Low Magic, on the other hand, is much more difficult to pin down with a solid definition. One might say that High Magic creates things that could be considered Low Magic, a key example being something like an amulet or charm. Going back to Ged in Le Guin's The Wizard of Earthsea, in the beginning of the story he has an aunt who concerns who is a witch that concerns herself mainly with root work and using natural plants and materials to create charms. None of them are depicted as actual magic, but the idea behind them is that they are, and that idea causes the manifestation of power. Another example can be Excalibur, or better yet, the sword's scabbard in the King Arthur mythos. In the myth, it is the sword that makes Arthur king of all Britain, but it is the scabbard that grants him invulnerability in battle, which is lamented later on when he foolishly throws it away in battle. Funny how that works. There is a belief there that has power.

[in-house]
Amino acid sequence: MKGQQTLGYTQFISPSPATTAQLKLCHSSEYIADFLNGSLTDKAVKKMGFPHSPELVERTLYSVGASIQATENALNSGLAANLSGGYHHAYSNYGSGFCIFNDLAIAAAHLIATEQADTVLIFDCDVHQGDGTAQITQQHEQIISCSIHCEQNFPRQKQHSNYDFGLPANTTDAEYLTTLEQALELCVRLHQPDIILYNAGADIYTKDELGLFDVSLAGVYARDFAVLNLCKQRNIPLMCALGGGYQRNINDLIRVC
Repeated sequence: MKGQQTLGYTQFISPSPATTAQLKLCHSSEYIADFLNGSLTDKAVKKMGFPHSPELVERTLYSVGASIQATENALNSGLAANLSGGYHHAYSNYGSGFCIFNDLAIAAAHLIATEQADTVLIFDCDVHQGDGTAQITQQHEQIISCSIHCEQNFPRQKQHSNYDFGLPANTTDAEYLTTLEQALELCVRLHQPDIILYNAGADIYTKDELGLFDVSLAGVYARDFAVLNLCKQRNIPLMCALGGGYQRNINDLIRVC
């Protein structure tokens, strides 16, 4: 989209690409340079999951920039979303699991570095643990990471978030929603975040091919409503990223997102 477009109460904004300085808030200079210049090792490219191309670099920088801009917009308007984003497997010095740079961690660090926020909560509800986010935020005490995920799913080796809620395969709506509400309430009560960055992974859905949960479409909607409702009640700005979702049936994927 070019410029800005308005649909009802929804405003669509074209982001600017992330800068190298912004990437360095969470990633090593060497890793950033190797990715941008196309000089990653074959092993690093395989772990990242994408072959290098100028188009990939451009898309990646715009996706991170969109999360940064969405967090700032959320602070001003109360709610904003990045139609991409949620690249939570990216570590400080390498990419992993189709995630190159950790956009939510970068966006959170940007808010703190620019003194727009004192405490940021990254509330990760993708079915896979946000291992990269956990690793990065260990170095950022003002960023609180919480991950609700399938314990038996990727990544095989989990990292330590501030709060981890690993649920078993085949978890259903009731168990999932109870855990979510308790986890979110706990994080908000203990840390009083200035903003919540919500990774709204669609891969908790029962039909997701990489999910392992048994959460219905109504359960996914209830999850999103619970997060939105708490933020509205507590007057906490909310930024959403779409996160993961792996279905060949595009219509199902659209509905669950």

Another good example of this comes from one of my favorite stories, The People of the Black Circle by Robert E Howard. Sword & Sorcery by Howard's flavor was often a low magic affair, and this is seen clearly in the story where Conan wears a magic girdle to protect himself from the malevolent spells of the evil sorcerers. We never see it actually happen, as Conan shows up and just lays waste to the wizards, but the belief is there.



But the problem with Low Magic and High Magic, in my opinion, is much the like problem with the Chicken-And-The-Egg issue: which came first? Honestly, I think it is one of those conversations that doesn't merit huge debate, because at the end of the day what will matter is how you use either form to advance the characters on their way through the plot.